Africa Check, Africaâ€™s first non-partisan, non-profit organisation in collaboration with the Nigerian Institute of Journalism (NIJ) , recently trained 18 select mid-level journalists at a two-day fact-checking workshop sponsored by the United States Embassy in Nigeria.
The workshop, held in Lagos, covered a range of Master classes on research skills, data journalism and fact-checking. The workshop also covered fact-checking key claims to spotting internet hoaxes and doctored images, as well as working with data around crime, health, education, public opinion and other topics.
The participants were specifically trained on how to fact-check claims and promises made by politicians in preparation for the general elections in Nigeria coming up in 2019.
In his remarks, the Provost of the Nigerian Institute of Journalism, Dr. Gbemiga Ogunleye, who was represented by the instituteâ€™s Head of Department, General Studies, Dr. Dele Omojuyigbe, said the workshop could not have come at a better time in this era of disinformation, misinformation, alternative facts or outright fabrication.
According to him, â€œas journalists, we should be worried that our profession is fast losing public respect and trust as a result of publication or broadcast of fake news.â€
He said embracing fact-checking is a return to the good old ways of ethical and responsible journalism, adding, â€œfact-checking is central to our profession. Indeed, the code of conduct that guides the practice of journalism enjoins us to publish only accurate stories. The old saying: if in doubt, leave out, is probably as relevant today as it was decades ago. Journalism should be based on facts, not fiction.â€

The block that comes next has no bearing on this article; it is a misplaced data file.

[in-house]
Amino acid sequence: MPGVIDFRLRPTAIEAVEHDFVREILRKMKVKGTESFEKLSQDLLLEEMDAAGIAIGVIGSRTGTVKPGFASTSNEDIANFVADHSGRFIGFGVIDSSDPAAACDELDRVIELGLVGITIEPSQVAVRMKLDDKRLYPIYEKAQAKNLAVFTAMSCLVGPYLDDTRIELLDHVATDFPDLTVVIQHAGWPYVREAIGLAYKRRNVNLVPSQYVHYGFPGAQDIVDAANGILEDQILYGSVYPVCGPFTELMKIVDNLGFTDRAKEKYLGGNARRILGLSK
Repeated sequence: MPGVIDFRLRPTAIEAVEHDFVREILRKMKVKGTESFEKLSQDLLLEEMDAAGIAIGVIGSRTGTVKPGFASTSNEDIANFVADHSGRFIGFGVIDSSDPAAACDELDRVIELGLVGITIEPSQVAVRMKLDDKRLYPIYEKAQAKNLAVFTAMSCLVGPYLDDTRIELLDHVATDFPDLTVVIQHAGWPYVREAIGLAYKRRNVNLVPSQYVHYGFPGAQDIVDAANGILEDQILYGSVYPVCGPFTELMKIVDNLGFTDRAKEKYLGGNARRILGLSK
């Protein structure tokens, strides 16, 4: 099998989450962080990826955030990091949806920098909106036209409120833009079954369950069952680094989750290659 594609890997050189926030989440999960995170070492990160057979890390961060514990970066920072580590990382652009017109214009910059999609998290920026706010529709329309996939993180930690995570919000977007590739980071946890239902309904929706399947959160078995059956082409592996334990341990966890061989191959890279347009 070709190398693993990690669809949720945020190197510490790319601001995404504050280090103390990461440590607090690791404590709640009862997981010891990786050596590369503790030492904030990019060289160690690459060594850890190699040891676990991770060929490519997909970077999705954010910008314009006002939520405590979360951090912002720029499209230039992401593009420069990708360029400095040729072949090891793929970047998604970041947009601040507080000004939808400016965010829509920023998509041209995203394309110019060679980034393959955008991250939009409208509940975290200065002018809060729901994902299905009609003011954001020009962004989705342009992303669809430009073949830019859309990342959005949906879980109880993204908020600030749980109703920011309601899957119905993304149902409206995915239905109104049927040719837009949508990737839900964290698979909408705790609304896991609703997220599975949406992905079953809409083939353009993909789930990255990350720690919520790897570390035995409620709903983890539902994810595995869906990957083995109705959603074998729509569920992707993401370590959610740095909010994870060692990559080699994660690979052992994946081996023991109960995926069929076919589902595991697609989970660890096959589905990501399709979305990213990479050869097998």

The Managing Editor, Online and Social Publications, The Nations Newspaper, Mr. Lekan Otufodunrin urged the participants to make the best use of the opportunity to add to their media skills set.
â€œBeing a journalist in 2018 and beyond will require more than the way we have always sourced and disseminated information. We will need to master new skills like fact-checking to remain relevant and be able to function as a multimedia journalist in and out of full time employment considering the changing media landscape,â€ he said.
He stressed the need for journalists to subject claims by political office holders especially to scrutiny so that the public is served with the truth, adding that when such public office holders know that their claims will be fact-checked and they stand the risk of being exposed, they will be more conscious of the claims they make.
â€œThey will do their best to ensure they donâ€™t make empty promises which they cannot accomplish. Especially in this age of new media where too many unverified information go viral and the public is misled and misinformed, there is need for journalists to engage in regular fact-checking. The sources we rely on also need to be fact-checked to ensure that people donâ€™t claim to be what they are not as it happened in a recent instance at The Punch,â€ Otufodunrin stressed.
The workshop was facilitated by Africa Checkâ€™s Nigeria Editor, Mr. David Ajikobi; Deputy Provost of Nigerian Institute of Journalism, Dr. Jide Johnson, a lecturer at the institute, Mrs. Maureen Popoola, and the Research and Community Manager of Africa Check, Mr. Allwell Okpi.
The participants, who were drawn from leading newspapers, online news websites, radio and TV stations received certificates of completion at the end of the workshop and were added to a mailing list of alumni of Africa Check training. They will get occasional emails with tips on latest developments in the world of fact-checking to keep them up-to-date in sorting facts from fiction, fake news and online misinformation.